" ut fingeren!"

Translation:Get your finger out!

May 26, 2015

32 Comments


https://www.duolingo.com/profile/turidbrox

http://en.wiktionary.org/wiki/f%C3%A5_ut_fingeren

Wow. Today I learned. I never knew the whole expression.


https://www.duolingo.com/profile/RikSha

So does this mean 'stop procrastinating and do something'?


https://www.duolingo.com/profile/AndersKeyser

Yeah. Means that one must get started at what he has to do (which has been postponed)


https://www.duolingo.com/profile/Sydney911580

Kind of like in english you can say 'pull your finger out' which means pull your weight i think


https://www.duolingo.com/profile/babbeloergosum

To the norsk natives: Do you use this expression in your daily life or is it frowned upon as vulgar?


https://www.duolingo.com/profile/tonyhall92

It's not exactly formal, but there's a version of this expression that's really vulgar; "få ræven i gir" which means get your ass in gear.


https://www.duolingo.com/profile/morgainelafee

That's interesting because the expression isn't quite so 'shocking' when spoken in English. Are there any other expressions that are mild in English but easily construed as vulgar in Norwegian?


https://www.duolingo.com/profile/MrsSMBurns

I am a native English speaker and think it would be considered quite vulgar in English. I wouldn't use it.


https://www.duolingo.com/profile/TheMalpaisLegate

Not considered vulgar in my generation


https://www.duolingo.com/profile/Diane216052

I agree that it's a rather crude way of telling someone to 'get a move on.'


https://www.duolingo.com/profile/Lukas170186

A bit the same as 'move your ass'. Slightly vulgar and informal, but not very much so.


https://www.duolingo.com/profile/ysangkok

på dansk er det ret aggressivt, men om du kan tillade dig det, kommer selvfølgelig an på, om du taler til dronningen eller til din undersåt :P


https://www.duolingo.com/profile/GbOuI

In the US, a fairly common but vulgar equivalent is "get your thumb out of your ass." Here's a discussion of its use by Steven King: https://forum.wordreference.com/threads/get-your-thumb-out-of-your-ass.1905486/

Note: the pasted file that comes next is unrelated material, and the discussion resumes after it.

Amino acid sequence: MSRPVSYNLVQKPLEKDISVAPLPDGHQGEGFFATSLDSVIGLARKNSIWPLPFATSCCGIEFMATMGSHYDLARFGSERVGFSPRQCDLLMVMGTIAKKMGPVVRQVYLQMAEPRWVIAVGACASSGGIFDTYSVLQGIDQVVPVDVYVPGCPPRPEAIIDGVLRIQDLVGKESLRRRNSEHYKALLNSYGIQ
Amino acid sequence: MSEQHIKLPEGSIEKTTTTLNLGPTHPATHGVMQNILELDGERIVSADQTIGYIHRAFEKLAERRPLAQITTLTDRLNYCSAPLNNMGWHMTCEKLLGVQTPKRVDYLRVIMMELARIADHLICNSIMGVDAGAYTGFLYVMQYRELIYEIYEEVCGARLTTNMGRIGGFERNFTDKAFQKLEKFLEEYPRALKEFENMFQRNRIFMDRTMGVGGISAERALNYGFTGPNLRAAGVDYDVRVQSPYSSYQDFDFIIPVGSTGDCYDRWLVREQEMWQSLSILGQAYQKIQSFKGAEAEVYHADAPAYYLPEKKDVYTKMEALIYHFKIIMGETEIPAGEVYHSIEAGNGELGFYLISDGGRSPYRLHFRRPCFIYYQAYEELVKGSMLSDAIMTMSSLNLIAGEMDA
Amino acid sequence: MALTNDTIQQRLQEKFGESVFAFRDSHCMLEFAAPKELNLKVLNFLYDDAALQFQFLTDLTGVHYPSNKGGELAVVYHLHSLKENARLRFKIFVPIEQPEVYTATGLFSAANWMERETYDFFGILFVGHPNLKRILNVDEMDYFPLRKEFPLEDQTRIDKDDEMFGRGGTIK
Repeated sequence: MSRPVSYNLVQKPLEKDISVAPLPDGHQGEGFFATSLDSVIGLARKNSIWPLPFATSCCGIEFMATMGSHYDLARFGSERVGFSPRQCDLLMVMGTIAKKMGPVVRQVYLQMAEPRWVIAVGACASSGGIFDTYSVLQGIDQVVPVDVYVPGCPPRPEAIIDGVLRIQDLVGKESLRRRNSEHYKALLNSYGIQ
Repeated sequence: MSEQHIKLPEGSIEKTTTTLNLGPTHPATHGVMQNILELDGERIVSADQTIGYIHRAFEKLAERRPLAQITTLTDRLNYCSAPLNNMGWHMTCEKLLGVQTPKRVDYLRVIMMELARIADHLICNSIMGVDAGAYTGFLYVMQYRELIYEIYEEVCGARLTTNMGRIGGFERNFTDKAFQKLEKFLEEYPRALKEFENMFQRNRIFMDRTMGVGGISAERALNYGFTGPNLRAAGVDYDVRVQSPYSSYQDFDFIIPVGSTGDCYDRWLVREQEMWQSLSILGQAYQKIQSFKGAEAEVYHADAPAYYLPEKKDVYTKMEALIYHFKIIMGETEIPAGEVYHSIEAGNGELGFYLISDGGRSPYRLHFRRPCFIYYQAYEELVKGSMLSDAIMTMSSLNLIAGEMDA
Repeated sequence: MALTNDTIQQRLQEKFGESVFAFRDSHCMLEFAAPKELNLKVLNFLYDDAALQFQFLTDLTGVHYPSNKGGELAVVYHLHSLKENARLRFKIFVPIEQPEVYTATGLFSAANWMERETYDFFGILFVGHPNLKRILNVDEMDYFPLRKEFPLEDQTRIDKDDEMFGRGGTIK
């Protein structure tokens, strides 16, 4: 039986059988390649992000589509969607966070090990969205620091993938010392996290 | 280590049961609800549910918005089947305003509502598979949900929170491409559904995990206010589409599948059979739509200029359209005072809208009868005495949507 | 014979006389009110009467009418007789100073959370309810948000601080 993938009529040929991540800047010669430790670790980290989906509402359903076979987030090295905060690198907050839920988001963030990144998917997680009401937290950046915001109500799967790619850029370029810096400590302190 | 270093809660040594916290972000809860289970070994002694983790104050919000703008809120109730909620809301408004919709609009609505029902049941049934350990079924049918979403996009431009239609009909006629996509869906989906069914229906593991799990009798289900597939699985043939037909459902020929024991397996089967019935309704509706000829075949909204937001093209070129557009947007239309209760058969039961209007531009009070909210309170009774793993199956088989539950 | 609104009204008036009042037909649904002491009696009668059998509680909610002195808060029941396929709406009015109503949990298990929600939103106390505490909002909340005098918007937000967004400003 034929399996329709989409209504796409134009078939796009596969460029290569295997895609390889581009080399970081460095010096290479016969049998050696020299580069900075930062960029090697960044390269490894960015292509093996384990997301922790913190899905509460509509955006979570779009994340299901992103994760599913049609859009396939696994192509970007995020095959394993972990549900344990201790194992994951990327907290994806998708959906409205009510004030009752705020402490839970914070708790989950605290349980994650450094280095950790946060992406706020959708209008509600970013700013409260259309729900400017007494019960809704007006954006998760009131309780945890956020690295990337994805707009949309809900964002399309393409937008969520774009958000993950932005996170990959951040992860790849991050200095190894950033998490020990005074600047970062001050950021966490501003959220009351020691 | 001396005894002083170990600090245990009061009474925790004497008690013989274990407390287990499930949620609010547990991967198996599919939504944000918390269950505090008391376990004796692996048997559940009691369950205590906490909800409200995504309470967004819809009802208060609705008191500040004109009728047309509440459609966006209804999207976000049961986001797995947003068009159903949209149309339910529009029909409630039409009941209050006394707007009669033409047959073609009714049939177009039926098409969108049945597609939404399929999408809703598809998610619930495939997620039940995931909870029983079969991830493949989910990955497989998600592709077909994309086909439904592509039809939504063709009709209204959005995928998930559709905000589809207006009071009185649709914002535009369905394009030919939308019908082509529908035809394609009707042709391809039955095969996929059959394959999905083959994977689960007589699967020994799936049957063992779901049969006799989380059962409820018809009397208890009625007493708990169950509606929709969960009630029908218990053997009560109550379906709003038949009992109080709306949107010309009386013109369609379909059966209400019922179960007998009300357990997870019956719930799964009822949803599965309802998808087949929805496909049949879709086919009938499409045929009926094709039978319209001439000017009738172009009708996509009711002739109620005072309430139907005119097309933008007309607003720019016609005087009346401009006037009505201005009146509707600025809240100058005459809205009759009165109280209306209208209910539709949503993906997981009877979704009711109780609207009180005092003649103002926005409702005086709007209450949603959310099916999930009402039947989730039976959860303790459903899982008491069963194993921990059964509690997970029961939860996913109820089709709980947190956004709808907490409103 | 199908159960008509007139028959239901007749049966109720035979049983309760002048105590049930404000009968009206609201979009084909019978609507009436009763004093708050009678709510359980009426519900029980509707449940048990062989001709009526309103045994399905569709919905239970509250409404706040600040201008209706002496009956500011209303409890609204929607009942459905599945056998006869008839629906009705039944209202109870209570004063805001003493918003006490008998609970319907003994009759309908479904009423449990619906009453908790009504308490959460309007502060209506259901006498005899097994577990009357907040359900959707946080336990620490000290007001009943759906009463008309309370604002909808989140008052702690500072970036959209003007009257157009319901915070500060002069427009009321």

https://www.duolingo.com/profile/amerikanskfyr

I've never used thumb, we always say "get your head out of your ass" in my area :)


https://www.duolingo.com/profile/cwicseolfor

In the US South, I've heard "get your finger out of your nose" as a milder equivalent.


https://www.duolingo.com/profile/pdgiddie

We have this in the UK too as "pull your finger out".


https://www.duolingo.com/profile/radikian

Wow! we have the exact same expresion in panamanian spanish (have not heard it elsewhere, but it could also exist in other hispanic countries) "sácate el dedo!" IPA: /'sa ka te el 'de ðo/


https://www.duolingo.com/profile/Ramki03

Waits for obligatory 'That's what she said' comment.


https://www.duolingo.com/profile/Patty13647

This is not an American English expression, but thanks to British television, we know what it means!


https://www.duolingo.com/profile/Fen152787

Aka "pull your finger out" in Australian


https://www.duolingo.com/profile/AnnaSo900

In Swedish we have the idiom: Få tummen ur. (Get your thumb out) It means the same thing- to start doing something. It sounds quite 'vulgar' to me, I never use that expression, even though I know what it means and it is a very common expression. :)


https://www.duolingo.com/profile/RalphReinert

Det er ikke fingeren min.


https://www.duolingo.com/profile/Pat_Myazz

In French we say ''Sors-toi les doigts du cul''. It's extremely vulgar.


https://www.duolingo.com/profile/Paola696942

In Italian the same expression is a little more "kind": to encourage someone to move, to make a decision, you can say "move your ass"


https://www.duolingo.com/profile/doublerainbower

....that's what she said....


https://www.duolingo.com/profile/TheSnackLady

I have never heard this expression in any language and wondered what it meant. Get it out to hitch hike? Get it out of the toaster? I had no idea that it was vulger.


[deactivated user]

    I think this is a really vulgar English expression which I would never use.


    https://www.duolingo.com/profile/pdgiddie

    I think there may be a difference in perceived vulgarity of expressions like this between generations. As a 34-year-old UK millennial, this seems quite mild to me, though I wouldn't use it in a formal context :p


    https://www.duolingo.com/profile/TheSnowKing

    Never heard this expression.


    https://www.duolingo.com/profile/pdgiddie

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